Newsletter | Vol. 2
In this edition
- Garden tour celebrates backyard creativity in the high desert
- Faces of the Pack | Undergraduate student Edward Cruz wins Goldwater Scholarship for work on plant reproduction
- New assistant professor researches reproductive physiology and epigenetics
- Photo gallery | Youth enjoy hands-on STEAM learning at 4-H Camp
- Video story | Feeding the masses: people, livestock & vehicles
About our College
A founding college of the University, we have a long tradition of excellence in teaching, research and engagement programs that benefit the health and economic vitality of Nevada. We offer programs in:
- agriculture, horticulture, rangeland & veterinary sciences
- biochemistry & molecular biology
- children, youth & families
- community & economic development
- health & nutrition
- natural resources & environmental science
University of Nevada Cooperative Extension’s Master Gardeners in Washoe County are offering community members the opportunity to tour gardens in Reno and Sparks as part of the 2019 Northern Nevada Garden Tour. This child-friendly event, hosted in partnership with the Rail City Garden Center, takes place 9 a.m.-3 p.m., Aug. 17-18.
“Tour goers will be astounded at what fellow high-desert gardeners have created,” said Northern Nevada Master Gardener Coordinator Leilani Konyshev. “They will walk away with inspiration and ideas from the area’s most successful Nevada gardeners and do-it-yourselfers.”
The tour is self-paced, and participants are able to visit as many of the featured gardens as they like. Participants will also receive a full-color tour guidebook covering the gardens available for viewing.
The cost is $20 for one person and $30 for two, and children under 12 are free. All proceeds support the Master Gardener Volunteer Program in Washoe County, which provides research-based horticulture information and programs to the community.
McNair Scholar Edward Cruz is an undergraduate majoring in biochemistry and molecular biology at the University of Nevada, Reno who has just won the prestigious Goldwater Scholarship for his research essay on plant reproduction.
"Plant biology has a special place in my heart, and reproduction in plants is one of the most fragile things in nature," Cruz said. "With a dynamically changing environment, varying stresses can inhibit successful reproduction, and from this, we can expect reduced crop yield which makes it a very timely issue. My research essay focused on understanding the role of a protein that we have shown is involved in the penetration process of sexual reproduction in plants."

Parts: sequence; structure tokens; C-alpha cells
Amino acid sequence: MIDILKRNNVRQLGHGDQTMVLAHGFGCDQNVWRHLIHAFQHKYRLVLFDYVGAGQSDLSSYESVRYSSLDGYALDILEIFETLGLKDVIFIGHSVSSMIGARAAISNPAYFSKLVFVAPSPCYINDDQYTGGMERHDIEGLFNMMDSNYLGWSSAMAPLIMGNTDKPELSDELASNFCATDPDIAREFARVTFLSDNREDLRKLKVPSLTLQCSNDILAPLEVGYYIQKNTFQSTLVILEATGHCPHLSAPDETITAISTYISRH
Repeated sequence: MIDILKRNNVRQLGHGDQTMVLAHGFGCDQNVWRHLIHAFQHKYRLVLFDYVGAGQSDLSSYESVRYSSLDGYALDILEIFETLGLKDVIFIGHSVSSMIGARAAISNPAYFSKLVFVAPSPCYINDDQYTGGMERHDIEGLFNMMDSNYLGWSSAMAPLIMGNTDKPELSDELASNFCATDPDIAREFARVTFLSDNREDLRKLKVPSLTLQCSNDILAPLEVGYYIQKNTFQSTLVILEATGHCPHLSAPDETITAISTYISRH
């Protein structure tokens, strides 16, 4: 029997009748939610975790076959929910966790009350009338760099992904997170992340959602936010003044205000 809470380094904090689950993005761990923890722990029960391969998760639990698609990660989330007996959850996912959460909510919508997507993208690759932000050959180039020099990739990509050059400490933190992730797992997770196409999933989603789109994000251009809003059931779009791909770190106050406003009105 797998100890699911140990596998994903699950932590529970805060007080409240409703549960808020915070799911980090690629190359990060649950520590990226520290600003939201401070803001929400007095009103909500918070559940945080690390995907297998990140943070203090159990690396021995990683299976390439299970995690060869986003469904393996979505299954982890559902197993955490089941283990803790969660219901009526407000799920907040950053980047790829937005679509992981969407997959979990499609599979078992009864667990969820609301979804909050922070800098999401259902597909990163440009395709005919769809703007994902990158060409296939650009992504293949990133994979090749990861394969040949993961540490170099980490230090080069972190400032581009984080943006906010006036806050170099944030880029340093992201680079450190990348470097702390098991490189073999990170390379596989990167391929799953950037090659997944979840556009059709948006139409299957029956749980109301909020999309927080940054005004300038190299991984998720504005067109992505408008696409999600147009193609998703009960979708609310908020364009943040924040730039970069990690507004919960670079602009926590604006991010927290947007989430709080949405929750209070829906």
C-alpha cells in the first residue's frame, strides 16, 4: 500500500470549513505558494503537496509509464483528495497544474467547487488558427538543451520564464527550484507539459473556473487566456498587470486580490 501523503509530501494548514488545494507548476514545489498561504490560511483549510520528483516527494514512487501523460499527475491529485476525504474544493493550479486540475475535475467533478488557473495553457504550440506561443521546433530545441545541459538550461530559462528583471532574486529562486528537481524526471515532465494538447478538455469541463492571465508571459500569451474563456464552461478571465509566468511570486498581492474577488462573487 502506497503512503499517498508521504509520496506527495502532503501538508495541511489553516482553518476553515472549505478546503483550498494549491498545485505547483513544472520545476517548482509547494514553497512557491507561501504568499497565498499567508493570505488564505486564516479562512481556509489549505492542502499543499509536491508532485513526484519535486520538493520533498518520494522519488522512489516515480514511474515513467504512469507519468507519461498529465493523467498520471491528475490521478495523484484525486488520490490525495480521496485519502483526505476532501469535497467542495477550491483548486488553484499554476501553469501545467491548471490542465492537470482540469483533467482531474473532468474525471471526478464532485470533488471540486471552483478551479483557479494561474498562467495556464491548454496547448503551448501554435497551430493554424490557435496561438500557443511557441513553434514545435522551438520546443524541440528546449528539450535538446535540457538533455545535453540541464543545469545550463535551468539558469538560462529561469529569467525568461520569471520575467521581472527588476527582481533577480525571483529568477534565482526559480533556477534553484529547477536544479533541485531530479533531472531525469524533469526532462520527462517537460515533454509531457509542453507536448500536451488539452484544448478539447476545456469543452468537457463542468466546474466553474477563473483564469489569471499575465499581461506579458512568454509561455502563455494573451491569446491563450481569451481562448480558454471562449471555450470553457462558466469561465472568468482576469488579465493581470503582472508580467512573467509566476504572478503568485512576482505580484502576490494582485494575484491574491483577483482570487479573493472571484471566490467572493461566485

Cruz researches plant biology under the mentorship of Assistant Professor Ian Wallace from the biochemistry and molecular biology department in the College of Agriculture, Biotechnology & Natural Resources. Cruz is a member of the Wallace Lab where he investigates protein targets and substrates of putative protein O-fucosyltransferases in Arabidopsis, a small flowering plant related to cabbage and mustard. He is also developing the FAT-PTM database for post-translational modification sites across multiple organisms and tools to rapidly analyze individual sites.
"Edward is a phenomenal young scientist," Wallace said. "In a short time, he has already produced a first-author manuscript and has won numerous awards, including being recently recognized as a Barry Goldwater scholar."
The University of Nevada, Reno’s College of Agriculture, Biotechnology & Natural Resources welcomes Luis Schütz to the faculty as a lecturer and researcher.
Schütz has studied bovine (cattle) reproductive physiology for more than a decade. Recently, he began research in the field of epigenetics, which includes focus on the effects of animal management methods, nutrition and environmental factors on reproduction efficiency and health. Schütz completed his postdoctoral research at the Irma Lerma Rangel College of Pharmacy at the Texas A&M Health Science Center and completed graduate work at Oklahoma State University, where he received the Distinguished Graduate Fellowship two years in a row.
“I am very happy to have chosen the University of Nevada, Reno and this city as my home,” said Schütz. “I hope I can establish a meaningful research program and be impactful as a teacher and mentor for students, just like the mentors I was fortunate to have in my life.”